By Jonathan DeHart,
The Greater Zurich Area, at the heart of Europe, has positioned itself as a global leader in innovation and business. With the recent signing of a free-trade agreement, the region provides the ideal base for Chinese investors looking to enter the region.
When it comes to choosing a base of business operations in Europe, where does a Chinese company begin? Factors from ease of doing business to quality of life and access to markets must all be considered. In terms of overall satisfaction with life overseas, the recently conducted HSBC Expat Explorer survey makes this process easy. And its findings are clear: Switzerland is the highest rated country in the world to be called home for those living abroad and working overseas.
Some 9,300 survey respondents weighed in on factors from quality of life to financial well-being and prospects for raising a family in their adopted country. The alpine nation at the heart of Europe unequivocally took the top spot when the metrics were tallied. Is this really that surprising? After all, Switzerland has developed an enviable reputation for its ideal balance between excellence and comfort over the years.
Expats are not alone in this assessment. After running numbers related to 103 countries through a 48-variable system, the Global Talent Competitiveness Index 2013 concluded that Switzerland was indeed the best place to work worldwide. Significantly, Switzerland maintains this level of excellence sustainably. This year, Yale University ranked Switzerland the leader of the pack when it comes to environmental protection. The nation of 8 million well compensated citizens earned a score of 87.67 out of 100 for its environmental protection efforts.
Moreover, is it all that shocking that the country which hosts the annual Davos summit was rated the most competitive globally by the World Economic Forum in 2014, thanks to “its continuing strong performance across the board”? None of these stellar results are left to chance. The Swiss, it turns out, are blessed from birth, according to the Economist Intelligence Unit, which rated it the best place to be born in the world last year. This starts in school. Switzerland invests 15% of its gross national product in its education system. It’s no surprise to learn that the nation has produced more Nobel laureates per capita than any other country in the world.
The Greater Zurich Area (GZA) is at the heart of the Swiss success story.
“Recent economic rankings confirm, undoubtedly, that the Greater Zurich Area is one of the prime business locations in the world,” Ernst Stocker, Minister of Economy, Canton of Zurich, President, tells Invest In.
Felix Sutter, a partner with PwC Switzerland and responsible for Asian business, adds:“The GZA offers even more advantages, being not only home to numerous leading technological firms but also well connected with the key global economic centers via its airport.”
Bordered by Germany, France, Italy, Austria and Lichtenstein, Switzerland’s geographic advantages are unrivalled. This makes the landlocked nation a cultural melting pot where three cultures and four official languages flavor a society in which 23% of the population is non-Swiss.
Indeed, the word is out. Increasingly, Chinese investors and companies seeking to expand globally are flocking to Switzerland. According to Stocker, “More and more people – including a growing number of Chinese citizens – explore the charming region. Since 2010, the number of overnight stays of Chinese tourists in Zurich has almost doubled (+97%).”
This trend will likely accelerate. GZA’s appeal to Chinese investors is further strengthened by its liberal legal system, business-friendly tax laws — tax rates for HQs and trade companies (5-10%), taxes for ordinary individuals (12-24%)— and an abundance of talent in the form of qualified workers blessed with progressive labor standards (ranked fourth globally in terms of flexibility by the IMD World Competitiveness Yearbook 2013).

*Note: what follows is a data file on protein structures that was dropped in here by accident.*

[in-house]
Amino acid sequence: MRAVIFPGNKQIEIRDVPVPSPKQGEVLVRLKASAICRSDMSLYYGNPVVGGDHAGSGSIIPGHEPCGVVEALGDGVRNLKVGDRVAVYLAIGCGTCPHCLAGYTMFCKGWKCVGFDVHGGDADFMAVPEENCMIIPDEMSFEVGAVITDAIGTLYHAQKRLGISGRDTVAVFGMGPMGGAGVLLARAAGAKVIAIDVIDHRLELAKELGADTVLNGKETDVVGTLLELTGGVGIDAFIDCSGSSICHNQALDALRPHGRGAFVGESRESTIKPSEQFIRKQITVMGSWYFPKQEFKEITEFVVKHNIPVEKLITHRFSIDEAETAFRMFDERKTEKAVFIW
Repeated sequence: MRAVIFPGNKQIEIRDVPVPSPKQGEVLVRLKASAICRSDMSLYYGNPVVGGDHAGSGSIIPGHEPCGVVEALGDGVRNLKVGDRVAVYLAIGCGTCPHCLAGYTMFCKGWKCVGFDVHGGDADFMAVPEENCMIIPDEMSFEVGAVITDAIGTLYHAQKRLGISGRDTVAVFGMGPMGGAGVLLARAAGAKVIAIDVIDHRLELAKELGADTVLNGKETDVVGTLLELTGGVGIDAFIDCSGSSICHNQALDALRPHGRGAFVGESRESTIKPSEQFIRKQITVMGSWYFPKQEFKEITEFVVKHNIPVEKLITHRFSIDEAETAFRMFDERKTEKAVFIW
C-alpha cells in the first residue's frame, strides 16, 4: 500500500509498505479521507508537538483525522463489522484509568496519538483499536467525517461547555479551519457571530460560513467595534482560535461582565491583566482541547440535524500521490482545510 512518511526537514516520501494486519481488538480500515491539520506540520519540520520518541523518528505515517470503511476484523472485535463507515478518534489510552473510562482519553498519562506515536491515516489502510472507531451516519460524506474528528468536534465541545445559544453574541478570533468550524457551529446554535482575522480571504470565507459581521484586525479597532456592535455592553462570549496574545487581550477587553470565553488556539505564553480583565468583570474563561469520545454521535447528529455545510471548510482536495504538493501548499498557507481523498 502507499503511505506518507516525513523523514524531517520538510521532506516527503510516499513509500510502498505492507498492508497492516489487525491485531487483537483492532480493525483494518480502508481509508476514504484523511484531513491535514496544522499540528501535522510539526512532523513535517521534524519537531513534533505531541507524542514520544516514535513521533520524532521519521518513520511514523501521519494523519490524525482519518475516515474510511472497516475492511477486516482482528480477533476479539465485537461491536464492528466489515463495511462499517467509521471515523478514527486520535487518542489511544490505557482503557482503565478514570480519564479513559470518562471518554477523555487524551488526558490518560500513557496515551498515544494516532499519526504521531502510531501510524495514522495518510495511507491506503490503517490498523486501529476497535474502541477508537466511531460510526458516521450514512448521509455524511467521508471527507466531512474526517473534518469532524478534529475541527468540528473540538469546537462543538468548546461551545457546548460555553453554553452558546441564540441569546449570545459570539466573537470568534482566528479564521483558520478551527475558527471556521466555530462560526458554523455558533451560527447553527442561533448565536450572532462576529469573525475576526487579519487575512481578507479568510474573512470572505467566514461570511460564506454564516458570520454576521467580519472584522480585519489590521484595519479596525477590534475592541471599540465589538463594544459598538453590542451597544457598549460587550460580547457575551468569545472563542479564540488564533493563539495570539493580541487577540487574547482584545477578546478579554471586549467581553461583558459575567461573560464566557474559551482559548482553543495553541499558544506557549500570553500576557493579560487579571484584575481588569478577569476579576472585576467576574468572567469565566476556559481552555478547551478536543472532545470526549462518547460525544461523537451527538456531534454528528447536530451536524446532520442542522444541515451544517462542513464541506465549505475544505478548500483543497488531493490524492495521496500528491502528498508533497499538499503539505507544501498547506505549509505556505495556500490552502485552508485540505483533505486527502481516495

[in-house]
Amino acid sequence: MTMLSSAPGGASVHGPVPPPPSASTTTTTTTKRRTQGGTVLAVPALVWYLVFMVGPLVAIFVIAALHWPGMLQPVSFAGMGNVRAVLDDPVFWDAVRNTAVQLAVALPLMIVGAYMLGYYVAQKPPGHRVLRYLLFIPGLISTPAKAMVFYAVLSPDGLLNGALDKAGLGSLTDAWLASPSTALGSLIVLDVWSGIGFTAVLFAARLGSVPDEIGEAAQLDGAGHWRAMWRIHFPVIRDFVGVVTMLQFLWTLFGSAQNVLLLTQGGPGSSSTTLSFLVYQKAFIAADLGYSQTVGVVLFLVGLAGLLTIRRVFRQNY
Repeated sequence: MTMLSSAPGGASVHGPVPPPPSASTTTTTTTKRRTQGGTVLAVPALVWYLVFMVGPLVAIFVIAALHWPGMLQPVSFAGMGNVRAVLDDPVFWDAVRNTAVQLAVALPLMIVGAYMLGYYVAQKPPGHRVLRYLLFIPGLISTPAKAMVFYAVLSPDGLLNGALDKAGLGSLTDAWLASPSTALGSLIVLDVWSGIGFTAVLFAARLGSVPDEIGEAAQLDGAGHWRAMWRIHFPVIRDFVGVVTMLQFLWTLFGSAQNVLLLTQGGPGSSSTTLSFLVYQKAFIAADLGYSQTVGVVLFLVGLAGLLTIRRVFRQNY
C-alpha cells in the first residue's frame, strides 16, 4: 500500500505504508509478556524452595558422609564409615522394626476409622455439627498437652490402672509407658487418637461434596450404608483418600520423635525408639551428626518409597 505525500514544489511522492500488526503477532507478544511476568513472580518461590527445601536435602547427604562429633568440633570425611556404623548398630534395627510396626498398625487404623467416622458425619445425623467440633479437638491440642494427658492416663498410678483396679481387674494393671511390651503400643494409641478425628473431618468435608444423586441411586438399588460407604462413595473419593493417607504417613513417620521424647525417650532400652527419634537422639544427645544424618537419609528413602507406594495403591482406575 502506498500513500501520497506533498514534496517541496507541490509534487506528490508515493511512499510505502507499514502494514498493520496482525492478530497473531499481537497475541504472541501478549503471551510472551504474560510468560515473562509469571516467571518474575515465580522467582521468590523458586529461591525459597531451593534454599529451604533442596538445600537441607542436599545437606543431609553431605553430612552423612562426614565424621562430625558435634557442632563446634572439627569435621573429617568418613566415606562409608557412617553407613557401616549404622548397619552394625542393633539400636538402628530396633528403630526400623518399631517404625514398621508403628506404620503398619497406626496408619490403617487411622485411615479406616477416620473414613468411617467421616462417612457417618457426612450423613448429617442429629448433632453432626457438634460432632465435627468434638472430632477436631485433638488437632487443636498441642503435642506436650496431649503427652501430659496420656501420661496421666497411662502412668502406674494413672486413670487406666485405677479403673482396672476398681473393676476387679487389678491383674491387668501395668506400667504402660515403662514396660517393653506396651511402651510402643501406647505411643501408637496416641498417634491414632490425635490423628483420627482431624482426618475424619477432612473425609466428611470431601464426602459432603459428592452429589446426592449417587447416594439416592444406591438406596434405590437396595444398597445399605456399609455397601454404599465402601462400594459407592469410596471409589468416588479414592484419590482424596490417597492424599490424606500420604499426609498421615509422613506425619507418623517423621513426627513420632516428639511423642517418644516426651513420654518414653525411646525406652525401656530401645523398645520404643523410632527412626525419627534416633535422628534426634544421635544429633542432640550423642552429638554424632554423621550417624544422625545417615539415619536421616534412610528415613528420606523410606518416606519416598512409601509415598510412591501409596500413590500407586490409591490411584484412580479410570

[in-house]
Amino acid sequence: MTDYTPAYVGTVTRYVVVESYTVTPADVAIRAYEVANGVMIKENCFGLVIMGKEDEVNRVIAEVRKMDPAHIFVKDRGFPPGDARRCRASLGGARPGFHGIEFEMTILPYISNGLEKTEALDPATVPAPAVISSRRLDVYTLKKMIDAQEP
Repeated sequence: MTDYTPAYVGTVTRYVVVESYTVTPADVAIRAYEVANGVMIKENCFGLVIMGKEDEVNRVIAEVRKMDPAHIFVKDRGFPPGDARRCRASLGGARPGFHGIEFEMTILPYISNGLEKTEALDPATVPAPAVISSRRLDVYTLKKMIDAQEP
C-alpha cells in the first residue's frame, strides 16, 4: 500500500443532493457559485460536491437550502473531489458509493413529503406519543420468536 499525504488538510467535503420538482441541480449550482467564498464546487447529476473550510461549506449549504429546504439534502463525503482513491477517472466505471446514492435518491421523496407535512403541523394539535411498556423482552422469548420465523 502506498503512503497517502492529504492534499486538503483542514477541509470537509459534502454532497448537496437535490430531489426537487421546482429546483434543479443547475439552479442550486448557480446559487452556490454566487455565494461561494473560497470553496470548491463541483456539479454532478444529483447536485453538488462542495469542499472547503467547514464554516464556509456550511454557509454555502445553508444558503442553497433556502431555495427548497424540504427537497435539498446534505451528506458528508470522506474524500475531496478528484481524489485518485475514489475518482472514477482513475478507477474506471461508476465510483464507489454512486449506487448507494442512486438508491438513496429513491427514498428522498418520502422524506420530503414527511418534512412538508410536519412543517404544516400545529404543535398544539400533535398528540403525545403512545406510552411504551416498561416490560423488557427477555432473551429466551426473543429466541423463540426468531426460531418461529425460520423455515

All of these factors have amounted to Switzerland’s brilliant recipe for success, fostering a business environment that is uniquely open to the world.
“The secret of success is simple,” Stocker says. “Marrying first class, world renowned academic institutions with strategic investors, management friendly regulatory agencies, and leading IP protection strategies results in unbeatable market advantage which allows companies to be one-step ahead of the competition.”
As if all of this is not enough to entice would-be investors from China to consider a move to Switzerland, the pot was sweetened further in July 2013 with the signing of a free trade agreement (FTA) between Switzerland and China. Significantly, the FTA was Beijing’s first such agreement inked with a nation in continental Europe. The potential benefits of this agreement are huge.
“The trade agreement with China opens up numerous opportunities for Switzerland, from which the Greater Zurich Area stands to draw substantial benefits,” Sutter says. He speaks from a wealth of experience on the ground in China, where his own network of acquaintances has unanimously praised the development.
On his frequent trips to China, he says that he mingles with local managers, entrepreneurs and “people whom I know from the time I spent living in Beijing…During recent meetings with Chinese managers, the conversation often turned to the free trade agreement between Switzerland and China, which earned much recognition. ‘Switzerland has negotiated a really good agreement’, is the general consensus.”
In a nutshell, the FTA aims to break down barriers to the smooth flow of goods and services between China and Switzerland, while bolstering legal security for intellectual property. The FTA will eliminate tariffs fully or in part for most bilateral trade either immediately or over a period of time, depending on the good or service. Deepening cooperation further, the FTA is coupled with the recently signed Agreement on Labour and Employment, which is meant to ensure that labour standards will not be compromised in a bid for profit nor disregarded for the purpose of protectionism.
These agreements amount to stronger economic ties across the board for China and Switzerland. With China now the world’s second largest economy, as well as a key trading partner for Switzerland, this is a monumental step forward. China buys more industrial products from Switzerland than any Asian country and third worldwide, following the EU and US. In 2013 alone, Switzerland sent 4.1% of all its exported goods (valued at CHF 8.7 billion) to China, and imported CHF 11.4 billion worth of goods (6.1% of all imports) from China.